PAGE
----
Rock climbing is more than reaching new heights and witnessing beautiful views, says Dallas-area physical therapist Snezhana Rudakova. It is also an entire body workout with foundational benefits for both the body and mind.
“It truly is all-encompassing,” said Rudakova, physical therapist at Allen Sports & SpineCare (a Vista Rehab Partners clinic) in Allen. “There is a physical aspect that any time you are on the wall, you are building strength. And strength can be divided into power, endurance, control and even balance. You learn about your body.”
More than 4.5 million people in America participate in sport climbing, indoor climbing or bouldering, making climbing the seventieth most popular activity in 2015, according to the Physical Activity Council.
A climber for 10 years, Rudakova taps into her firsthand experience, as well as her professional experience as a physical therapist, to describe how the sport of climbing inherently provides participants with thorough, full-body (and mind) workouts.
A full-body experience. The beautiful thing about rock climbing, says Rudakova, is that every part of the body works in tandem. The sport engages the shoulders, arms, fingers, legs, and the entire core. It gets the heart pumping for an efficient cardio workout while also challenging one’s balance and flexibility.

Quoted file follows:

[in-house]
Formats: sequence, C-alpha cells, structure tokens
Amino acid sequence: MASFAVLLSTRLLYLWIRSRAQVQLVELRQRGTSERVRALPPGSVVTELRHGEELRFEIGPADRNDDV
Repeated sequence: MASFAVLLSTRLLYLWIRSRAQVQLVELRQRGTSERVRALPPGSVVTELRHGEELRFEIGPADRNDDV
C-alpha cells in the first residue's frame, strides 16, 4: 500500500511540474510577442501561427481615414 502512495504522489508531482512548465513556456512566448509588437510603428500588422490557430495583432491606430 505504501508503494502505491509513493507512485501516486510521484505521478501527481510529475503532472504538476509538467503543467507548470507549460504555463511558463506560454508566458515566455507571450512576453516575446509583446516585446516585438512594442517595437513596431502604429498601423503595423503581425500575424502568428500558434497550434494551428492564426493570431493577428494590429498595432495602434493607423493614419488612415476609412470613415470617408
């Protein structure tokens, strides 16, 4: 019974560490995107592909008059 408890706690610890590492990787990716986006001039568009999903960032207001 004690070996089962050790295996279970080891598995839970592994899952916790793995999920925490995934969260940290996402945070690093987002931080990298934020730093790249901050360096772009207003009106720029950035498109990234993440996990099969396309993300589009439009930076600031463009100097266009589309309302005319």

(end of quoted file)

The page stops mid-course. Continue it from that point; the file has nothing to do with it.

“When you think about it from an orthopedic perspective, there is a lot of balancing and strength training and movements,” Rudakova said. “Orthopedics plays a big role if you are really thinking of getting into rock climbing consistently and you want to build a strong foundation.”
Finesse and explosiveness. Climbing is akin to a dance, Rudakova says, as one must progress in static, slow, or even explosively movements, depending on what the route requires. Certain pushing or resistance rotation exercises can help strengthen parts of the body that take on a lot of responsibility during a climb.
Growth of mind. Learning and developing mental strength is an integral part of climbing – and general fitness – as climbers often face the challenges of fear and personal doubts. It can be a positive experience because it raises self-confidence, Rudakova says.
“Every day, you have this ability to challenge what your personal fear is, and grow mentally,” she said.
Creating community. A special and welcoming camaraderie exists in the world of climbing that begins the first time participants walk through the gym door or visit a new climbing location. Rudakova says climbers are laid back, often help one another by offering beta (information about a climbing route), and join together for events and climbs.
“There is a camaraderie in the climbing world because on a day-to-day basis, you are not competing against your peers. You are competing against yourself,” Rudakova says. “There is no pressure that I need to be better than this person. It is a great community.”
For those considering their first trek up a climbing wall, just as when starting any other physical activity, it may be a good idea for those with any health or fitness concerns to first consider getting a functional movement screening through their physical therapist. Through such a check-up, a physical therapist can identify and address such issues related to strength, balance, flexibility, etc., ensuring a novice’s first climbing experience is both safe and fulfilling.